• Meeting environmental obligations – After the dust of the pandemic settles, a significant challenge for the shipping industry will be to make progress on the environmental objectives set by the International Maritime Organisation (IMO). Enforcement of IMO 2020 Regulation, which we discuss elsewhere, was pulled back in some locations around the world but authorities may prioritise these regulations when things return to normal.
shipping freight cargo container yard

Will global supply chains adapt to a post-COVID world?

International supply chains will need to adapt to a world after the Coronavirus in order to revitalise the global economy. Below we offer three suggestions as to how this can be done:

  1. Move closer to home – Importers and exporters should start to look at international markets closer to home (with more regular services) to combat the impact of extreme disruption. Air freight across long distances (e.g. to and from Europe) won’t return to pre-COVID19 levels for a while, meaning your transit times with sea freight to European destinations could blow out to six weeks.
  • No more international travel – We expect that people won’t feel the need for international travel any longer, even when international flights become more readily available. The rise of video conferencing has massively changed the way we work, with programs like Zoom and Microsoft Teams taking the business world to new technological heights.
  • Remote working: Will the local business model change as people move away from large overheads and facilities to an adaptable remote workforce? Removing overheads means greater amount of cash flow, which may be exactly what importers and exporters need to streamline their shipping process and get back to profitable trading.

Final words – remote, but still physical

Even though COVID-19 has forced our industry to work from home and communicate through online technologies, the challenges we face are fundamentally physical and logistical. The global economy is still heavily connected through physical assets and infrastructure – vessels, aircraft, terminals and ports.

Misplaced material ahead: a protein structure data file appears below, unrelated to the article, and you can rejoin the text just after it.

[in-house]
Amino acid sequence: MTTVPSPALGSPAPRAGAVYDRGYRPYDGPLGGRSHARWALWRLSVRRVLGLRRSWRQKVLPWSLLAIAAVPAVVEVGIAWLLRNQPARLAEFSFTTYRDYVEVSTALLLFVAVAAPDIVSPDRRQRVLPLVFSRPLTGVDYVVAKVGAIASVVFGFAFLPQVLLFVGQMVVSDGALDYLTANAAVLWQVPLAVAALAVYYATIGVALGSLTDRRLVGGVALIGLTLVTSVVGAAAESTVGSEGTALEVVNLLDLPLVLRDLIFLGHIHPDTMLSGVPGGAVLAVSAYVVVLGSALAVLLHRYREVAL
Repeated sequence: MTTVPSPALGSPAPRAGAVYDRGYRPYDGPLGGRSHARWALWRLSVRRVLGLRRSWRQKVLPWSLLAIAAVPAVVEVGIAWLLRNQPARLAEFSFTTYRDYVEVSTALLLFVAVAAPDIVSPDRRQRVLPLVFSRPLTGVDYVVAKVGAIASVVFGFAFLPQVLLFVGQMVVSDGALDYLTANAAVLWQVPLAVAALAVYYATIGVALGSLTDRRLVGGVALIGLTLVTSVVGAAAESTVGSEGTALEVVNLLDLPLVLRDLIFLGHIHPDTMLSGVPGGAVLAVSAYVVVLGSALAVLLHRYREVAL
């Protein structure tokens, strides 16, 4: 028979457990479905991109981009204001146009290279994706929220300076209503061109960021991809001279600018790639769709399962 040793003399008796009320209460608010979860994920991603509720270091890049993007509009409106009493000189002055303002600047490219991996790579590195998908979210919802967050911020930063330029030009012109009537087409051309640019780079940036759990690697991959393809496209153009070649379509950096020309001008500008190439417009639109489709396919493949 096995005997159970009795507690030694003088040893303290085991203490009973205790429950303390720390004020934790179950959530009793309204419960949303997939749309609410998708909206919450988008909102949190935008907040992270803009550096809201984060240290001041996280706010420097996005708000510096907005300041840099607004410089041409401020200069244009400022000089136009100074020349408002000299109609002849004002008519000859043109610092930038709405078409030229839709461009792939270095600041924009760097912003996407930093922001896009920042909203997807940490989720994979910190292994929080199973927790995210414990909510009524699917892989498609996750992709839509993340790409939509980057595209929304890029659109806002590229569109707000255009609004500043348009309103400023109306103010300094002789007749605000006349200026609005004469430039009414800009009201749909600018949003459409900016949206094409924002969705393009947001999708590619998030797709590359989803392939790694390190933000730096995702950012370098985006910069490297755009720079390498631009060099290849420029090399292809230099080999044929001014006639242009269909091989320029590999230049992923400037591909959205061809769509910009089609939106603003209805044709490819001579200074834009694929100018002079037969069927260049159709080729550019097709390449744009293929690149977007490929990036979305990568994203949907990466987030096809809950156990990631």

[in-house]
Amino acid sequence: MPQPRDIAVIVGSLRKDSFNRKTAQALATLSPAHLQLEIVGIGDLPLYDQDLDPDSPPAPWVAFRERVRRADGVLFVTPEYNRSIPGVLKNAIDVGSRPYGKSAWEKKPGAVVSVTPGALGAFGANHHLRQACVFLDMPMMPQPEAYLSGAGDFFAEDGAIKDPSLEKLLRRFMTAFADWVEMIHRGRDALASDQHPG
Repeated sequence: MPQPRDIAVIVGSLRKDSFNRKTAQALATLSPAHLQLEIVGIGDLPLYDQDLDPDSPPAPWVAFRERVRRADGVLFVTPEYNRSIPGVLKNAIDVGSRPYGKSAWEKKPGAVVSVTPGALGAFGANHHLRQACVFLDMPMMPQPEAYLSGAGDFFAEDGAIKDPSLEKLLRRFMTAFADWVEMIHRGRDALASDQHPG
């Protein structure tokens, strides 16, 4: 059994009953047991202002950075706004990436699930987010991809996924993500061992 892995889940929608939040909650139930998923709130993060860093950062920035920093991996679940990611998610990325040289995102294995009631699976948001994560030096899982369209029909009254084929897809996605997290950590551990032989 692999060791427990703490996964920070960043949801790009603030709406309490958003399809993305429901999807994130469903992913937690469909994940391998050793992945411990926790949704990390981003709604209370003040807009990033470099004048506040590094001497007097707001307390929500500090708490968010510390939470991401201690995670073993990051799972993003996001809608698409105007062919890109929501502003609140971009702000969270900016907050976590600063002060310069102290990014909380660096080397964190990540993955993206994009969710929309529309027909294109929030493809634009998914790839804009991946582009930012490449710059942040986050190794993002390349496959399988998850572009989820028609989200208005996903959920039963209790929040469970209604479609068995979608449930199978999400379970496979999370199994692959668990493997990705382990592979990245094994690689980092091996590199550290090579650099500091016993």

Whilst we’re constantly facing challenges that nobody has ever seen before the industry has adapted to changing environments quickly – and will continue to do so in a post-COVID environment, whatever that may be.

If you’ve got any queries about what the future for importers and exporters post-COVID means to your business, don’t hesitate to contact our friendly team at International Cargo Express. Whilst we’ve never seen anything quite like this before, we’re no strangers to helping importers and exporters navigate the challenging shipping landscape. You can contact us or leave a comment below.

Leave a Reply

Your email address will not be published.

What Others Are Saying About International Cargo Express

Managed goods end to end

Due to critical stock levels we needed a fast solution to urgently meet growing client demand. Presented with this challenge, ICE quickly identified appropriate freighter services and proactively managed the movement of goods end to end.

Eddie Liaw – Supply Chain Director

ICE offered flexibility

ICE offered flexibility, high levels of communication and attention to detail during our pick, pack and delivery project. With their professional support we were able to meet the demands of our supply chain knowing our freight was in safe hands.

Tony Kealy – National Distribution Manager

Without exception and on time

Since having International Cargo Express handle my ocean freight , I have had my bookings and equipment available without exception and on time. Communication between ICE and my supplier is very good and I receive information via my shipper before my supplier.

Michael Caiacob – Purchasing and Supply Officer

Find Out How Our Team Can Help

Our team are ready to take your call on 1300 CARGO1